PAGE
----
Preamble: Anthracnose, caused by Colletotrichum lindemuthianum is a serious seed borne pathogen of common bean. It is a highly variable pathogen with a large number of pathogenic races that have been characterized on the 12-member differential host series shown on table 1 (Padder et al. 2017; Melotto et al. 2000). The race structure of C. lindemuthianum isolates characterized by Balardin et al (1997) over a large number of Latin and North American countries illustrates the widespread occurrence of certain races (race 73) in many countries and the unique occurrence of others found only in single locations. The race structure also follows the gene pool specificity of the host genotypes from which the race was isolated. In 2017, a new race 109 was detected in commercial bean fields in Michigan.



Leaf and Pod lesions of anthracnose on susceptible bean cultivars

Seventeen independent loci, Co-1 to Co-17, conditioning resistance have been mapped to the eight chromosomes Pv01, Pv02, Pv03, Pv04, Pv07, Pv08, Pv09 and Pv11 in addition to seven other genes Co-u, Co-w, Co-x, Co-y, Co-z, CoPv02c and CoPv09c, some of which have been mapped to the same chromosomes where the numbered loci are located (Ferreira et al., 2013). Anthracnose resistance is dominant at all loci except the co-8 locus, and multiple alleles have been identified at the Co-1, Co-3, Co-4, and Co-5 loci. Resistance genes are arranged as gene clusters chiefly as Coiled-Coil-Nucleotide-Binding-Site-Leucine-Rich-Repeat (CNL) regions and many co-localize with genes conditioning resistance to other pathogens such as bean rust. Breakdown of resistance is common, requiring breeders to develop gene pyramids to stabilize resistance using linked markers to facilitate effective gene deployment in multigenic pyramids.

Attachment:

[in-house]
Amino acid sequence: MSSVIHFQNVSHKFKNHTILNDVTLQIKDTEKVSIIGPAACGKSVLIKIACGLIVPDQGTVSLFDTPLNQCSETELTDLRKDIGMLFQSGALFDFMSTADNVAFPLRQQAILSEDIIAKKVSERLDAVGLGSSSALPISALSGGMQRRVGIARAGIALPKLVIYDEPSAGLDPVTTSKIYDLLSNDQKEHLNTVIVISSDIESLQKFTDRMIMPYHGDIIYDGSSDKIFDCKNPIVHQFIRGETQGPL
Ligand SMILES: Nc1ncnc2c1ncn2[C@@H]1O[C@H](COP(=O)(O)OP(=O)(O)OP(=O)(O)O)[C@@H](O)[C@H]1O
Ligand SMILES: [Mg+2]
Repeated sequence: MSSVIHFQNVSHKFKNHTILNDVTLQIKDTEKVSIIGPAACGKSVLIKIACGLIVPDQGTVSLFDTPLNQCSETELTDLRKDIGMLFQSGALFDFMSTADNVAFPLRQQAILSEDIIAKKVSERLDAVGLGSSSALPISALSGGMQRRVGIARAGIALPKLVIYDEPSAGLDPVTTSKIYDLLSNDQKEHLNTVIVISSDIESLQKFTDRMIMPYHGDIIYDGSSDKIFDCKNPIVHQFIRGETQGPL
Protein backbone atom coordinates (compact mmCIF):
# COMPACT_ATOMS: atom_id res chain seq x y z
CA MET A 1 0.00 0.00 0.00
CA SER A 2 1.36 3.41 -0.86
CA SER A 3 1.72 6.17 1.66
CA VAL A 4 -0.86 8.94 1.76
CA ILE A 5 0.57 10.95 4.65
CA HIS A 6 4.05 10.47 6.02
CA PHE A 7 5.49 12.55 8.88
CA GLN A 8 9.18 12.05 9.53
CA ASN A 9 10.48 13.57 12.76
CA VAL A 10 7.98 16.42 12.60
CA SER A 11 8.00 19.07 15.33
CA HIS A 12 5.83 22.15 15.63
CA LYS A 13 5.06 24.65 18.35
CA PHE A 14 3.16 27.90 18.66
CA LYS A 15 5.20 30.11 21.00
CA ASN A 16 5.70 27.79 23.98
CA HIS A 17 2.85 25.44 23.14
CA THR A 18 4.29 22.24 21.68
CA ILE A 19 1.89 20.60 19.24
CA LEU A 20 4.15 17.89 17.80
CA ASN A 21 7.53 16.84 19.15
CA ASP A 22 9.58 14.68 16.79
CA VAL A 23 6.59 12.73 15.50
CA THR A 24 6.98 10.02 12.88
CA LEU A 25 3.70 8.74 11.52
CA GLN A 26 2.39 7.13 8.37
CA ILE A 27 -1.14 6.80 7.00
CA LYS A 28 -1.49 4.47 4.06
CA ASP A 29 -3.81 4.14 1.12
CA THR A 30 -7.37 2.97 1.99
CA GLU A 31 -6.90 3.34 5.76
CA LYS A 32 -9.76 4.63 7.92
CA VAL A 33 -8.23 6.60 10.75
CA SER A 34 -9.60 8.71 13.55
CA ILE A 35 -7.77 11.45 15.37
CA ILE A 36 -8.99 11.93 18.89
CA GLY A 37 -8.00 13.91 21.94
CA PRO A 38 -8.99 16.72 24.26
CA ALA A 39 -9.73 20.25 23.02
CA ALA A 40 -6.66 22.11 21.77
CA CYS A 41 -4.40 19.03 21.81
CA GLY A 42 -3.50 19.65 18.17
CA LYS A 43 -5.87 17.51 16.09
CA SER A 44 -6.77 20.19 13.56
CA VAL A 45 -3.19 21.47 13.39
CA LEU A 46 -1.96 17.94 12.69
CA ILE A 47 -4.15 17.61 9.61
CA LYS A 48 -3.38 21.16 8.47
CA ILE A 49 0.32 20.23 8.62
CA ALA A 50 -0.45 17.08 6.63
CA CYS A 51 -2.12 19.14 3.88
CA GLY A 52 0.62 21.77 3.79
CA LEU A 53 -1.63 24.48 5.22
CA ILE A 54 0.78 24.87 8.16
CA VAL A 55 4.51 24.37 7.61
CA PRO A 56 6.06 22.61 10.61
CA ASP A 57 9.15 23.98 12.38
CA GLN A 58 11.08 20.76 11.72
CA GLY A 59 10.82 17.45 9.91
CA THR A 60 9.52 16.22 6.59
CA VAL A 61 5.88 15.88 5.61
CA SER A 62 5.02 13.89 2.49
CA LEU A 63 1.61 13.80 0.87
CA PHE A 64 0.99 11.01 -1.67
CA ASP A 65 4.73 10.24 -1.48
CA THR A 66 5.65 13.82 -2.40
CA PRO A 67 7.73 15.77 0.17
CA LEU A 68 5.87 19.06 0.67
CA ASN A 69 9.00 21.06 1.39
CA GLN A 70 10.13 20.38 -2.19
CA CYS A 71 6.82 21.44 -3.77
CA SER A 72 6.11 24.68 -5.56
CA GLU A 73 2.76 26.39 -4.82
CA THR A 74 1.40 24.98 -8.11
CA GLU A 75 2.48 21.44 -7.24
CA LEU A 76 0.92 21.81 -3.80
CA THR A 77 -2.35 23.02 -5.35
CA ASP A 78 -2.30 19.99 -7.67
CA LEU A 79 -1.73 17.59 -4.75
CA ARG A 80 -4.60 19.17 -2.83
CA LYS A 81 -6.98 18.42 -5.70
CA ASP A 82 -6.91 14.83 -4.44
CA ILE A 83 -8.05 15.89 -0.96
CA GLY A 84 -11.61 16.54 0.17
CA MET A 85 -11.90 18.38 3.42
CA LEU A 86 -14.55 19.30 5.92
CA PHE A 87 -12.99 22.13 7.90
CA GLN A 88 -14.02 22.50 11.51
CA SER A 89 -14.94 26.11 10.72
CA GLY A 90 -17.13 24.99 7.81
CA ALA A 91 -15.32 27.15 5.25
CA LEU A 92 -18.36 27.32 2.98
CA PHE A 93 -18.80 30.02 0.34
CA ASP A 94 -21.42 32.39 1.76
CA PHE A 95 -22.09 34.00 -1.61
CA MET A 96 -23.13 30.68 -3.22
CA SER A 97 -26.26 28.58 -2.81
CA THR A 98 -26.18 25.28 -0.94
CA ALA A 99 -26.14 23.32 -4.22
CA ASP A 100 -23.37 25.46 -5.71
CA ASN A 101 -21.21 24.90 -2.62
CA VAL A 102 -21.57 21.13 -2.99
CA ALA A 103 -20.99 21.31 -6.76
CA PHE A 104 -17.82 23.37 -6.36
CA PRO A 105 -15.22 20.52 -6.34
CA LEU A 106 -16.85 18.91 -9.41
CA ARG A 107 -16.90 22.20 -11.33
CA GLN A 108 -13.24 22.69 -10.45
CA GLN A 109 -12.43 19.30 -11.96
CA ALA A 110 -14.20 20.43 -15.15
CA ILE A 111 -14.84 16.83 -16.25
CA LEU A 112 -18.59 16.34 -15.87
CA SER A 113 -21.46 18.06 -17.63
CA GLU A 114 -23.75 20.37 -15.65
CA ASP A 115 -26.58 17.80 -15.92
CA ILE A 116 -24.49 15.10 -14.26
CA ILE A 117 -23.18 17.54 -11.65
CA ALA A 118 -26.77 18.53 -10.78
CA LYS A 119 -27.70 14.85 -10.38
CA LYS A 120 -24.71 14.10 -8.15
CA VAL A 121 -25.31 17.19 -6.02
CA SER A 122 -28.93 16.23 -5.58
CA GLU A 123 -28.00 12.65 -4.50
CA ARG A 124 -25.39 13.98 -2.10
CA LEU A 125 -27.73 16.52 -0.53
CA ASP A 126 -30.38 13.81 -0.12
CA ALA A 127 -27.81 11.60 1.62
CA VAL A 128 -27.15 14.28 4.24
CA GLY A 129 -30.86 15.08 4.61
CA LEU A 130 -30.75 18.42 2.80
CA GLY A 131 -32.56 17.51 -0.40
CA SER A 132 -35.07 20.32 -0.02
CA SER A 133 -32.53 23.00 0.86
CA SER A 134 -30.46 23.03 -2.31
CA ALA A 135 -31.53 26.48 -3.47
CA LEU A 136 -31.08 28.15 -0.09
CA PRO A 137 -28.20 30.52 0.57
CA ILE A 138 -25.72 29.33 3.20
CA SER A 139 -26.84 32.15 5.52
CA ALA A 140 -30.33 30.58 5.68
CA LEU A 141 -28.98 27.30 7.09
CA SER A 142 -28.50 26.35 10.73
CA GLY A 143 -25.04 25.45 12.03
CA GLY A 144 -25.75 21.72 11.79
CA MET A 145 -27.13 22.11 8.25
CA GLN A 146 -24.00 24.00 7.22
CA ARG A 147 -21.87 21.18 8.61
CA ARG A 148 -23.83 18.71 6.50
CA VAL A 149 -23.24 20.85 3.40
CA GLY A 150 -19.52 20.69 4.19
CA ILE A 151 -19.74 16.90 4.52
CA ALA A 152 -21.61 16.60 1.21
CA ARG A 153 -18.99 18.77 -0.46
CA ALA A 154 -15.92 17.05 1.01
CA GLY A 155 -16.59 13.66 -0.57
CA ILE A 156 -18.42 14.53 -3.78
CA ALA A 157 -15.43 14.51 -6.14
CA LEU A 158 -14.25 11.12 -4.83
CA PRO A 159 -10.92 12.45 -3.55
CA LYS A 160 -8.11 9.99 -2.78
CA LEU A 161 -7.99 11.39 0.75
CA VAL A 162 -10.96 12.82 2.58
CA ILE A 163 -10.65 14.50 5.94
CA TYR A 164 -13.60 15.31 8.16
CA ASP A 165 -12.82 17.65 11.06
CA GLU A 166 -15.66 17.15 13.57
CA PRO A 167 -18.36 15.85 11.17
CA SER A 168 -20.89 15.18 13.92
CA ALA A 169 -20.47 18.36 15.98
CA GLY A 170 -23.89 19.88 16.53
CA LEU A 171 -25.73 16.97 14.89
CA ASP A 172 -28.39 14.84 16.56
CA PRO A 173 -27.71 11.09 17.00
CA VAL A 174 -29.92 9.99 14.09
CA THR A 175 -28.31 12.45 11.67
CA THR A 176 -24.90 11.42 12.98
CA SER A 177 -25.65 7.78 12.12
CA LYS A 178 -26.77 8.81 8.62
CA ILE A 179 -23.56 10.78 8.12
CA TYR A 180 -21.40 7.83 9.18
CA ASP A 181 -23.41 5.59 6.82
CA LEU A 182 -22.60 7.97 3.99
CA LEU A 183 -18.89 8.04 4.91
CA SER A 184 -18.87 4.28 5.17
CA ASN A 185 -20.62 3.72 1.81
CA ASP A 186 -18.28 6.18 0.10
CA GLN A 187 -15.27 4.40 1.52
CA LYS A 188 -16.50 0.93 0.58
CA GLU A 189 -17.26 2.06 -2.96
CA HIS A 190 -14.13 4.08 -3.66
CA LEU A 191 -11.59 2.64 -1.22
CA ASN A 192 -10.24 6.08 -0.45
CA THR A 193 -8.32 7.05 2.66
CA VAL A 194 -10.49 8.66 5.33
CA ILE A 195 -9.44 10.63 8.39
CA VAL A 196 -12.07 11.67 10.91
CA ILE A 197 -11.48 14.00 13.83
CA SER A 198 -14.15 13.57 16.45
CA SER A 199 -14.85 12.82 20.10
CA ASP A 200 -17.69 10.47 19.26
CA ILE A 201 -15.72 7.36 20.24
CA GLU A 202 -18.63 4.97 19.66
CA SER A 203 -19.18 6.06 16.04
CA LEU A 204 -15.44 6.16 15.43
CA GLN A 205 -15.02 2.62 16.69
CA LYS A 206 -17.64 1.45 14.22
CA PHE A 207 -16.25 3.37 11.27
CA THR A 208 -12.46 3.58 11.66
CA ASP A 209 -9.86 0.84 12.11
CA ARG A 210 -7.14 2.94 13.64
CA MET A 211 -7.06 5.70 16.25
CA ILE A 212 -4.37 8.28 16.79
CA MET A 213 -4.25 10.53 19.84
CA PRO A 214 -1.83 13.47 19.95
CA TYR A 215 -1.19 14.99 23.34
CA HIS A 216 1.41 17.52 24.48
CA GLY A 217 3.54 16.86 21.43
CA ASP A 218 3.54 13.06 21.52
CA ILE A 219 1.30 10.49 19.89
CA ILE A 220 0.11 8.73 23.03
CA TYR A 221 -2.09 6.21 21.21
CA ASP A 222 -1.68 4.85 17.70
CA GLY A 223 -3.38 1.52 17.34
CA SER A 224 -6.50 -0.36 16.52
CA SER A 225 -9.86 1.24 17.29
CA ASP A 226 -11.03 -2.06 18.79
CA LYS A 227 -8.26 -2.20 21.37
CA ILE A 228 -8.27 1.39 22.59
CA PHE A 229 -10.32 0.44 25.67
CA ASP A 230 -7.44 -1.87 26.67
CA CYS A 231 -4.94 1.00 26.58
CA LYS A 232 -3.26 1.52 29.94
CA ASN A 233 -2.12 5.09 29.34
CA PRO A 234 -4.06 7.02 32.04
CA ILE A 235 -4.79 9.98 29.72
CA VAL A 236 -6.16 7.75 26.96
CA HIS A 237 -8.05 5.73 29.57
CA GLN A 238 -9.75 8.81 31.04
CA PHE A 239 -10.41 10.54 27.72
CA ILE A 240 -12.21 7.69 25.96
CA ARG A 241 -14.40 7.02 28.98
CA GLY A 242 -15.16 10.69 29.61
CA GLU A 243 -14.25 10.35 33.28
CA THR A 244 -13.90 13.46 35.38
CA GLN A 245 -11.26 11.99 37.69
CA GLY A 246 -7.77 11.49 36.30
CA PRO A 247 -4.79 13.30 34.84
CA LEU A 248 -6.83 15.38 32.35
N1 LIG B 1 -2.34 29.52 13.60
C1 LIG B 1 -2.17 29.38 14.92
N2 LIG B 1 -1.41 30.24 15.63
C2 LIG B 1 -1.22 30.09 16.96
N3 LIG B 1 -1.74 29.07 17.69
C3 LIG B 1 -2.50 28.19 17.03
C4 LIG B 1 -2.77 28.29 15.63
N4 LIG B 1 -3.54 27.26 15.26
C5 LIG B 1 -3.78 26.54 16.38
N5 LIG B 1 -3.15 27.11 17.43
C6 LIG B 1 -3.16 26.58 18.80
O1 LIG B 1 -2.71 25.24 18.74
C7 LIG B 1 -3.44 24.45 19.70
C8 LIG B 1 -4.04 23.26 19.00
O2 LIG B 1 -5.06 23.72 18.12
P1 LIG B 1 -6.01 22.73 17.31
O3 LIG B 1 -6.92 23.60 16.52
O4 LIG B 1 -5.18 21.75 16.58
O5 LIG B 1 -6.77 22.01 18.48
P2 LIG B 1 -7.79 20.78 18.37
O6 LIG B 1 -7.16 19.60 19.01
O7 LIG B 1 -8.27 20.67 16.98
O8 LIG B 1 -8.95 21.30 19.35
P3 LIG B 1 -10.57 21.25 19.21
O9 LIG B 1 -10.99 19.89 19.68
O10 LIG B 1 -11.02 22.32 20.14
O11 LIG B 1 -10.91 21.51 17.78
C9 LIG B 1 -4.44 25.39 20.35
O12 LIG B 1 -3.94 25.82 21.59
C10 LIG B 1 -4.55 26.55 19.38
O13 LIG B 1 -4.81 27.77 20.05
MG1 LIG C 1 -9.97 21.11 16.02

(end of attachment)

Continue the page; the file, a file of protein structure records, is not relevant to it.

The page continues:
Table 1. Anthracnose differential series, resistance genes, host gene pool, and the binary number of each cultivar used to characterize races of anthracnose in common bean. (April, 2011)

Differential Cultivar   Host Genes   Gene Pool1   Binary Number2
Michelite   Co-11   MA   1
Michigan D.R.Kidney   Co-1   A   2
Perry Marrow   Co-13   A   4
Cornell 49242   Co-2   MA   8
Widusa   Co-15   MA   16
Kaboon   Co-12   A   32
Mexico 222   Co-3   MA   64
PI 207262   Co-43, Co-33   MA   128
TO   Co-4   MA   256
TU   Co-5   MA   512
AB 136   Co-6, co-8   MA   1024
G 2333   Co-42, Co-52, Co-7   MA   2048

1 MA: Middle American gene pool; A: Andean gene pool of Phaseolus vulgaris

2 Binary number: 2n, n is equivalent to the place of the cultivar within the series. The sum of cultivars with susceptible reactions will give the binary number of a specific race. For example race 17 is virulent on Michelite [1] + Widusa [16].



Balardin, R.S., A.M. Jarosz, and J.D. Kelly. 1997. Virulence and molecular diversity in Colletotrichum lindemuthianumfrom South, Central and North America. Phytopathology 87:1184-1191.

Ferreira, J.J., A. Campa, and J.D. Kelly. 2013. Organization of Genes Conferring Resistance to Anthracnose in Common Bean.  In: Translational Genomics for Crop Breeding: Biotic Stress, Volume 1: 151-181. Editors: Roberto Tuberosa and Rajeev Varshney, Wiley-Blackwell Pubs.

Melotto, M., R.S. Balardin and J.D. Kelly. 2000. Host-pathogen interaction and variability of Colletotrichum lindemuthianum. Pp 346-361. In: ColletotrichumHost Specificity, Pathology, and Host-Pathogen Interaction. Editors: D. Prusky, S. Freeman, and M.B. Dickman, APS press St. Paul, MN.

Padder, B.A., P.N. Sharma, H.E. Awale, and J.D. Kelly. 2017. Colletotrichum lindemuthianum, the causal agent of bean anthracnose. J. Plant Pathology 99: 317-330. doi: 10.4454/jpp.v99i2.3867